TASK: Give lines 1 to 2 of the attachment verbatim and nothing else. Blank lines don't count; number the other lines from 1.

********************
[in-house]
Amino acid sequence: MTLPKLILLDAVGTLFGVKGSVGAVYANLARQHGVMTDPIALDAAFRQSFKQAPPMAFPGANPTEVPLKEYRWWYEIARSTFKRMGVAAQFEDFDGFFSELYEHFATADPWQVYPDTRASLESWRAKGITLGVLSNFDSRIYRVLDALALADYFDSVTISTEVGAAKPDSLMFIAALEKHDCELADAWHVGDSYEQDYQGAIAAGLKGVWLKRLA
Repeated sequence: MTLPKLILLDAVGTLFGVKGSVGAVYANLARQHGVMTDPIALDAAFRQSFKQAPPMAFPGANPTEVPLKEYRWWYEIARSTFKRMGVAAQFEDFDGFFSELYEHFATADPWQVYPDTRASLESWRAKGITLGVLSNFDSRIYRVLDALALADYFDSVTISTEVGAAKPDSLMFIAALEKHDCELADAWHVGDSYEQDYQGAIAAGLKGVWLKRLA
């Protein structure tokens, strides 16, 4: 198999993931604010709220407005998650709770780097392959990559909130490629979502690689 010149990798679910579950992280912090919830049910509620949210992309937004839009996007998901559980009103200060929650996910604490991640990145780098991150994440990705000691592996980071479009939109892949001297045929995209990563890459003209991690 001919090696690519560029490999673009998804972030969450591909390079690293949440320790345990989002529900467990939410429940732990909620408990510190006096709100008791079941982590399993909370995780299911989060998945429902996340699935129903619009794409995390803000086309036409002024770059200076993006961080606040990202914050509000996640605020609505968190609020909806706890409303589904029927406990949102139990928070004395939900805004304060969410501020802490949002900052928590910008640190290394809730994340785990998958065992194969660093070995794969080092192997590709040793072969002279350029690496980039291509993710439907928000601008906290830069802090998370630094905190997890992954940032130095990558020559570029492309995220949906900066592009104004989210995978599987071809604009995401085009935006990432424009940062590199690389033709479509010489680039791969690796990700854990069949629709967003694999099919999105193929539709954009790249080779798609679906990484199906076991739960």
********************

[in-house]
Amino acid sequence: MTLPKLILLDAVGTLFGVKGSVGAVYANLARQHGVMTDPIALDAAFRQSFKQAPPMAFPGANPTEVPLKEYRWWYEIARSTFKRMGVAAQFEDFDGFFSELYEHFATADPWQVYPDTRASLESWRAKGITLGVLSNFDSRIYRVLDALALADYFDSVTISTEVGAAKPDSLMFIAALEKHDCELADAWHVGDSYEQDYQGAIAAGLKGVWLKRLA